Black Lives Matter School statement
The School of Performance and Cultural Industries (PCI) stands in opposition to all forms of racism, prejudice, discrimination and inequality.
In response to the murder of George Floyd and the many acts of racist violence that have been highlighted by the subsequent protests in the US, the UK and globally, we stand in solidarity with all black communities.
Our work at PCI stands for the enrichment of daily life through performance and artistic expression, reflecting the full diversity of our society. We can offer examples of this in our work within and beyond the School but, at this painful moment, it is more important that we recognise both the imperfections of that society and our own limitations in representing it. We understand that what are needed now are not fine words but deeds.
As educators in, and researchers of, culture and performance we have a particular responsibility towards the future of our creative sector. That sector, we know, presents multiple barriers to equality which are unacceptably persistent. Black and brown leaders in our own city have already spoken out eloquently about these issues and their experiences. We welcome the inspiration shown by Amanda Huxtable, Kully Thiarai, Keranjeet Kaur Virdee, Sharon Watson and Kathy Williams in their joint statement of 3rd June. We applaud their resolution and we embrace their open heart.
As a school, we have a duty to the next generation of leaders and creators, and our programmes foster critical, politically aware and inclusive creative work. But we recognise that we must both lead and learn. We have an important role to play regionally in cultural terms, and nationally in educational terms. We know, however, that the opportunities we offer are not taken up equally across all communities and backgrounds. For this we have to take responsibility. We accept the invocation from #TheShowMustBePaused that “the time is now to have difficult conversations with family, friends and colleagues”. We are committed to those conversations and to the forms of action which must follow them. We acknowledge that these issues are of profound importance to our students, staff members and cultural partners.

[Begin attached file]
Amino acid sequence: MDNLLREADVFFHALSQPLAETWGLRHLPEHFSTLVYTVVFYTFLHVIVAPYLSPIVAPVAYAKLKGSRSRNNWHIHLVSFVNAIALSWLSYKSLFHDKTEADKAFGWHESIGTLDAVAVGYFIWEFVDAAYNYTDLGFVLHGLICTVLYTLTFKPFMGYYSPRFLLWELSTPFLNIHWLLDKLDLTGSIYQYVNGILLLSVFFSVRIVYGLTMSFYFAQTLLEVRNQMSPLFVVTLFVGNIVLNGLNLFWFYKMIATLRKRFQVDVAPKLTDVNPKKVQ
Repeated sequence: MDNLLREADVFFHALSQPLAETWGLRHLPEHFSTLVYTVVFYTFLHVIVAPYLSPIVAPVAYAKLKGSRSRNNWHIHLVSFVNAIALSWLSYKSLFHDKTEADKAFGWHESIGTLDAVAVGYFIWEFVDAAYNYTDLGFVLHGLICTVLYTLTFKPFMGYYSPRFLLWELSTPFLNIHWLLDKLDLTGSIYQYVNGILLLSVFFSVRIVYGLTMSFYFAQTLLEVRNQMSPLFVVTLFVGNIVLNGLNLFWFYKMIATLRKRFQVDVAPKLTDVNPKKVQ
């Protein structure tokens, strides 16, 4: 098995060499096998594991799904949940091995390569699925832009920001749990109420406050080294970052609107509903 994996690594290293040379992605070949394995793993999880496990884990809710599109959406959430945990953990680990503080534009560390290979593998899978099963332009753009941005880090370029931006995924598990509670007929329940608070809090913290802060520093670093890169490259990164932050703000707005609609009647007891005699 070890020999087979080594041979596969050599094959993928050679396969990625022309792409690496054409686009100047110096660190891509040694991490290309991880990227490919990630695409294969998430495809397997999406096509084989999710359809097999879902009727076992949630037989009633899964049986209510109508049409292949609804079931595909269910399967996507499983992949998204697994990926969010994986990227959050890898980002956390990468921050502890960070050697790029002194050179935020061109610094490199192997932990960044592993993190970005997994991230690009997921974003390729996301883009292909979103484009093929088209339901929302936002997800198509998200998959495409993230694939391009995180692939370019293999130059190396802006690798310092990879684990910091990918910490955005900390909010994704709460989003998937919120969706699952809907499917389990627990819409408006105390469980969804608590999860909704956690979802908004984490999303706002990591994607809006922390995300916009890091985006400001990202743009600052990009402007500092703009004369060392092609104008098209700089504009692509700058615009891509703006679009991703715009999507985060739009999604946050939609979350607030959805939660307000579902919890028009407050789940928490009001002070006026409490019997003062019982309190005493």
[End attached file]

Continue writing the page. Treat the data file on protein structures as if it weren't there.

PCI has already taken steps to review and decolonise its curriculum. Further work will progress in this coming year and we must ensure that the other pressures on our teaching provision, those created by the global pandemic for instance, do not hold back this reform. To do this we will draw on the expertise of the School, its staff and students, but also on our National subject associations, and recent work in the field, such as ‘Anti Racism in Theatre and Performance Studies’ curated by Royona Mitra, Tom Cornford and Roaa Ali and the field leadership offered by Prof Jerri Daboo.
Any questions, suggestions or comments you might have are very welcome. We expect these to come from both students and staff and they will be essential to support this work.